Monetary Policy and Corporate Risk-Taking
Friday, Jan. 3, 2020 10:15 AM - 12:15 PM (PDT)
- Chair: Raghuram Rajan, University of Chicago
Banking Supervision, Monetary Policy and Risk-Taking: Big Data Evidence from 15 Credit Registers
AbstractWe analyse the effects of supranational versus national banking supervision on bank credit supply, and its interactions with monetary policy. For identification, we exploit: (i) a new, proprietary dataset based on 15 European credit registers; (ii) the institutional change leading to the centralization of European banking supervision; (iii) high-frequency monetary policy surprises; (iv) differences across euro area countries, also vis-à-vis non-euro area countries. We show that supranational supervision reduces credit supply to firms with very high ex-ante and ex-post credit risk, while stimulating credit supply to firms without loan delinquencies. Moreover, the increased risk-sensitivity of credit supply driven by centralised supervision is stronger for banks operating in stressed countries. Exploiting heterogeneity across banks, we find that the mechanism that helps explain the results is higher quantity and quality of resources available to the supranational supervisor rather than changes in incentives due to the reallocation of supervisory responsibility to the new institution. Finally, there are crucial complementarities between supervision and monetary policy: centralised supervision offsets excessive bank risk-taking induced by a more accommodative monetary policy stance, but does not offset more productive risk-taking. Overall, we show that using multiple credit registers – first time in the literature – is crucial for external validity.
Low Interest Rates and Risk Taking Evidence from United States Credit Registry
AbstractWe investigate the role of low interest rates on firms' risk-taking by using a large
supervisory dataset from FR-Y 14 filings of the U.S. banks. We define risk-taking by
three different measures at the firm-level: default risk, leverage, and earnings' volatility.
We have 3+ million observations on firms' loan obligations together with their other
financial exposures on the balance sheets. Our preliminary results show that small
private firms' earnings volatility has increased at a faster pace than that of public firms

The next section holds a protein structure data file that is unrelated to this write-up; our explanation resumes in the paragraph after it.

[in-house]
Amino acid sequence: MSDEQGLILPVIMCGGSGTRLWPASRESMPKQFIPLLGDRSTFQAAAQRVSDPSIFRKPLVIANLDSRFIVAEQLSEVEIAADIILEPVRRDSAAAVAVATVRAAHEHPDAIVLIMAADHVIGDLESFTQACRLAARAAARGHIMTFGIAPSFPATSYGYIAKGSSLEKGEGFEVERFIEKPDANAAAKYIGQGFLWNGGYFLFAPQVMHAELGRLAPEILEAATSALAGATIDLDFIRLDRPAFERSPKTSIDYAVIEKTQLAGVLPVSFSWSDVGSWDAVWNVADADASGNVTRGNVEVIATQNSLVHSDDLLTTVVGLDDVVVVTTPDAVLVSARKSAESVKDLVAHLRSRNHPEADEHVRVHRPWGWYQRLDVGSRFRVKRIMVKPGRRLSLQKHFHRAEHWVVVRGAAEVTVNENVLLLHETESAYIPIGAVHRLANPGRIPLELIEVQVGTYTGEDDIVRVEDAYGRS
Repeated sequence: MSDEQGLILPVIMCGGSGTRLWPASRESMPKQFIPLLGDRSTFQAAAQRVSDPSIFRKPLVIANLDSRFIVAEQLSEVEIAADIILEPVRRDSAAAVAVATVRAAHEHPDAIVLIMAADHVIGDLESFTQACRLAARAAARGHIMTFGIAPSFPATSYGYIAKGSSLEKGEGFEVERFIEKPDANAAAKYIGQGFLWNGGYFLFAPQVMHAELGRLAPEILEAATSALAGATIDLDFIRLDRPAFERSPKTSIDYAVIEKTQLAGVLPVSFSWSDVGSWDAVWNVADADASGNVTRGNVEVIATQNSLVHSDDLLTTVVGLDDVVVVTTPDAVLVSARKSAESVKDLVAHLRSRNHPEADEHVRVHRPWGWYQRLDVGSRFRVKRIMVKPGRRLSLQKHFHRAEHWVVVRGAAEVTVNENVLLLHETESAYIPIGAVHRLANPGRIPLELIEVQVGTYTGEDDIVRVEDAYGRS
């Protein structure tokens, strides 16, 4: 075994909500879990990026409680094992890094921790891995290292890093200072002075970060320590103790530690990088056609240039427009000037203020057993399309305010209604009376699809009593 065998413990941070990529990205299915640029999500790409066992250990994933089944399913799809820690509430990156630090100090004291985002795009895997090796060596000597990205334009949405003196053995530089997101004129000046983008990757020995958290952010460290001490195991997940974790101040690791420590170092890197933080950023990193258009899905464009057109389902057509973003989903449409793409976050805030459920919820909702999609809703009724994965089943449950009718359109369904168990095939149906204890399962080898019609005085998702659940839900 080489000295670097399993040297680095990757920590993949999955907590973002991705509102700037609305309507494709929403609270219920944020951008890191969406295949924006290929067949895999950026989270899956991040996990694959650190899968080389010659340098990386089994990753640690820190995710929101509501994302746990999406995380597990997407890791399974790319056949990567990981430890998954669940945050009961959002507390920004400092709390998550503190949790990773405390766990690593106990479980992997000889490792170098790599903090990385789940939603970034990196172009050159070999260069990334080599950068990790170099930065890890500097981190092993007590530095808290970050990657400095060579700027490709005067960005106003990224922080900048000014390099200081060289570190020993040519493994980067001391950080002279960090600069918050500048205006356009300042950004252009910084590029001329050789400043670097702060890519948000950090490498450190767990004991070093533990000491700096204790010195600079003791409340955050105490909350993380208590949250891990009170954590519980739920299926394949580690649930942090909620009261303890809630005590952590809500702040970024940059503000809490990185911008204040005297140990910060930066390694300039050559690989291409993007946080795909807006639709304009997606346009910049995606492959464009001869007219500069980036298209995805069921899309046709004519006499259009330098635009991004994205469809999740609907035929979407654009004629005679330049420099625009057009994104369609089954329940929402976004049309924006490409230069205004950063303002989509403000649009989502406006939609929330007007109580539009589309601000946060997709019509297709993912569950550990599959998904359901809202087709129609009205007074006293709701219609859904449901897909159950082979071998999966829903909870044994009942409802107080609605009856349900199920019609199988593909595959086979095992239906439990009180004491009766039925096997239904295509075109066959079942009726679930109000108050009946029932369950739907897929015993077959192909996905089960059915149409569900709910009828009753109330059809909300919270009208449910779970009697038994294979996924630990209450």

and their leverage has increased over 40 percent since 2014. This was a period where
Federal Funds Rate was between 0 and 1.25 percent. Our preliminary analysis shows
that the channel behind the increase in risk-taking by private firms is the fact that
they borrow at lower borrowing costs and post less collateral relative to the public
firms. We argue that the disproportionate focus in the literature on the volatility and
leverage patterns of the large publicly listed firms, whose data is readily available from
Compustat, will overlook this risk build-up in the corporate sector that is driven by
small private firms.
Institutional Investors, the Dollar, and United States Credit Conditions
AbstractThis paper documents that an appreciation of the U.S. dollar is associated with a reduction in the supply of commercial and industrial loans by U.S. banks. An increase in the broad dollar index by 2.5 points (one standard deviation) reduces U.S. banks' corporate loan originations by 10 percent. This decline is driven by a reduction in the demand for loans on the secondary market where prices fall and liquidity worsens when the dollar appreciates, with stronger effects for riskier loans. Today, the main buyers of U.S. corporate loans - and, hence, suppliers of funding for these loans - are institutional investors, in particular, mutual funds, which experience outflows when the dollar appreciates. A shift of traditional financial intermediation to these relatively unregulated entities, which are more sensitive to global developments, has led to the emergence of this new channel through which the dollar affects the U.S. economy, which we term the secondary market channel.
- E5 - Monetary Policy, Central Banking, and the Supply of Money and Credit
- G3 - Corporate Finance and Governance